xxxii. No Slivered Shadow Allowed In

xxxii. No Slivered Shadow Allowed In

Ungodly thunder broke outside, shaking the walls like paper flags—rocking the foundation in waves like earthquakes.

Chandeliers jingled―silverware jumped—plates smashed―and windows splintered into webworks every second.

“What the Hell is going on …?” Eva cried, her voice growing tremulous and cracking in fright. “It looked clear out just a minute ago, from the bedroom window … How can the weather turn so quickly?”

“Storms blow through fast and hard here … Some nights you swear the house is lifting off,” Seven said. “Then fifteen minutes later, all is quiet as dust again. There is not predicting it ever, not here.”

“Craziness … I don’t think I could ever live here. I would always be edgy.”

Seven sighed. “Eva—I’m sorry that I even brought you here at all. This was a mistake from the start. We should go.”

“What? Why? What is it really?”

“It’s not safe. I cannot elaborate.”

Her face fell. “What is going on? I want to know everything—babe. No more secrets—like we always said. Be honest.”

Lightning flashed chaotic—crashing into a tree, cracking a branch at a frightening proximity—causing them both to jump in surprise. Woods were alive.

Thunder clapped again, mercilessly unfolding from the tumultuous heavens overhead. The sky was an angry lover.

The front door handle turned back and forth, as if someone was just then coming in. The very house was in flux.

The lights went out—and they suddenly knew that they were in the heart of the system. All bets were now off.

Eva stepped into the drawing room to look out the picture window—with Seven following close behind, snatching at her elbow to turn her back. He gasped.

Outside―clouds blotted out the dawn―rolling daylight’s early wax back toward night. The darkness settled in.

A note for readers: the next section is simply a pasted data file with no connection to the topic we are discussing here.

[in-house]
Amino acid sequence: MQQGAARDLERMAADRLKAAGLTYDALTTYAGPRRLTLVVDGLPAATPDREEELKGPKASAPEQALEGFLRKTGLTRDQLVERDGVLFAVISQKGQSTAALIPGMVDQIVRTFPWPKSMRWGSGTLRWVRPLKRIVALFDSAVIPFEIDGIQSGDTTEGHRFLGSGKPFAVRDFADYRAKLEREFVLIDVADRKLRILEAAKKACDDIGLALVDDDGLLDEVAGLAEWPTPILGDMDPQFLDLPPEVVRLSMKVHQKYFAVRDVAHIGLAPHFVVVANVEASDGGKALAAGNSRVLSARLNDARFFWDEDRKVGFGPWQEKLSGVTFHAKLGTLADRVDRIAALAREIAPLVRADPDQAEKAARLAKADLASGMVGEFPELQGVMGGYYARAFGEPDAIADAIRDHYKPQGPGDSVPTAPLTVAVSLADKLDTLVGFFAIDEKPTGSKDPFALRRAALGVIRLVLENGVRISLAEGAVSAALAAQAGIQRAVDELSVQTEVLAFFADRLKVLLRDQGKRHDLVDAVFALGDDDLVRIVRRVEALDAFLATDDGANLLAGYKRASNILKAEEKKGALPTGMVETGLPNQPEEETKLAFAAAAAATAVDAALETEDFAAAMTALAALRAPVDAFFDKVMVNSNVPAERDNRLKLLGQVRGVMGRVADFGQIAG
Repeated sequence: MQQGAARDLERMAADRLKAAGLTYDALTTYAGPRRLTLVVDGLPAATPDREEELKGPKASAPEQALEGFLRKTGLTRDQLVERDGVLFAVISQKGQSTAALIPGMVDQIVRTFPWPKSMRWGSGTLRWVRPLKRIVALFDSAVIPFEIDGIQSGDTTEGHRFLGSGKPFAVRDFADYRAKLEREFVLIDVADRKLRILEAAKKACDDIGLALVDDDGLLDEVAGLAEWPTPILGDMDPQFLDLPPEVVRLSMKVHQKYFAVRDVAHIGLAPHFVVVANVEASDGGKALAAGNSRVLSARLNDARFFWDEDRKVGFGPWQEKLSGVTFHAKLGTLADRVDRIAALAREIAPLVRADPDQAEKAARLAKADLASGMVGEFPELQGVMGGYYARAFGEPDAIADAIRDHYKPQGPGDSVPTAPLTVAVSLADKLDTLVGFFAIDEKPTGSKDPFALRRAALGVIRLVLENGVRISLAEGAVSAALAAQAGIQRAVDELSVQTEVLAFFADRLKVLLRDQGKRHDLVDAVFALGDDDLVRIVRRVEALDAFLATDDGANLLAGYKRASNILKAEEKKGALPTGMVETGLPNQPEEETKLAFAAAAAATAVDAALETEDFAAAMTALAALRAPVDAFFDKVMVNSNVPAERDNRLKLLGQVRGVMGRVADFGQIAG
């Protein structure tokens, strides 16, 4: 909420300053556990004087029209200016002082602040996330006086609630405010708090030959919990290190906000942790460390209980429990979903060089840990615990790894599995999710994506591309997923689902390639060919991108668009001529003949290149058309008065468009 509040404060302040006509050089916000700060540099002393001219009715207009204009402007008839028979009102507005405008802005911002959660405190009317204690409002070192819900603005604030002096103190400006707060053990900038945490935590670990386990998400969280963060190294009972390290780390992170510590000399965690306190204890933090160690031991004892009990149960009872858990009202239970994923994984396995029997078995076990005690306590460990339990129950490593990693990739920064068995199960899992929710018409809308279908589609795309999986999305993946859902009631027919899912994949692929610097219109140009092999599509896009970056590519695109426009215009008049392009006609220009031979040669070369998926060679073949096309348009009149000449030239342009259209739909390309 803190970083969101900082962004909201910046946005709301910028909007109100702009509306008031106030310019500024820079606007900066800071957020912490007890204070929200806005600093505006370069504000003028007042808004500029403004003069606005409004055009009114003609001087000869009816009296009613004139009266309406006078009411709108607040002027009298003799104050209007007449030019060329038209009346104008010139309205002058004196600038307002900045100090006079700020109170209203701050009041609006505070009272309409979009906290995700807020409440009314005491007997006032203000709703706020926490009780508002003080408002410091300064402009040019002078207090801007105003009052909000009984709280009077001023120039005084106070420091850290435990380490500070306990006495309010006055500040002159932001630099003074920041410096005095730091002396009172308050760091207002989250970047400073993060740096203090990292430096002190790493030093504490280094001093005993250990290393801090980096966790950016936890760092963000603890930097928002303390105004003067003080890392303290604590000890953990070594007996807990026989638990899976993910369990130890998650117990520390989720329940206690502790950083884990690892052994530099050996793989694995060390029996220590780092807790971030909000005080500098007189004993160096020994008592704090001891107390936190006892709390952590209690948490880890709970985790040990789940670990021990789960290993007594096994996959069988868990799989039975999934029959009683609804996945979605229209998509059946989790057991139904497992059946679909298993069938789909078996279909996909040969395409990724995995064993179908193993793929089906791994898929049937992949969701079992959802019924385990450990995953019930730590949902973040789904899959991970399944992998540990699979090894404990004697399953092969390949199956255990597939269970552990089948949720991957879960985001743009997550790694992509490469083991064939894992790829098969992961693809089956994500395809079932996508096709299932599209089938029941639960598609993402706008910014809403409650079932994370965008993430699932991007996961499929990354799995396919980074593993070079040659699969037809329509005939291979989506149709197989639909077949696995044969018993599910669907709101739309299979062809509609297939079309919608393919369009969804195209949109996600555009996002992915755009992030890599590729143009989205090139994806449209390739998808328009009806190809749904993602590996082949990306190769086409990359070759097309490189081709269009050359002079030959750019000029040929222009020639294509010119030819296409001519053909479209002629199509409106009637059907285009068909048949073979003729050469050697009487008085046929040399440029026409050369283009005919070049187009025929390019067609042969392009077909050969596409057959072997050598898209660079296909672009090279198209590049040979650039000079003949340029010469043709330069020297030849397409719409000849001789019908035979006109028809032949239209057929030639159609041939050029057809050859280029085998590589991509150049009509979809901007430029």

Just then the back-up generator kicked on—and the house lights fell short on the dark lawn. There was movement.

“Did you see that?” Eva then hissed.

“What?” Seven said―but then he saw it too. He saw it clear as day now.

In a flash of lightning, just beyond the wood-line, in the shadows, Faye and Draca swam through the air streams—between the trees—as if the very Forest wind were their river—and the wood were their sea of dreams. The circled on in.

In a symbiotic synchronicity―they slid through the leafy shine and shadow of French’s Forest—rising and sweeping in long, graceful dips—and high, daring arcs—surging and swaying in parallel hyperboles—in perfect harmony together, after having spent near eternity as one.

Draca now took the low side, as Faye flew a stretch above—swinging left and right, gliding past the grasping limbs. The trees reached out longingly, forever attracted to Her like a tropism—for the mere touch of Her skin was said to feed the essence of French’s Forest. Her presence warmed the underbed in the bitterest months of winter—when the wind would not stop for weeks—and the leafless statures of the trees started to lean on in.

“It’s Her isn’t it?” Eva said, already self-assured of the answer—but holding out hope she was wrong. It was all true.

Thunder boomed again, shaking roof and rafter. With each shake they themselves jumped and clung to other.

Lightning flashed―and Faye and Draca were suddenly half as far from Bane House as they were the moment before.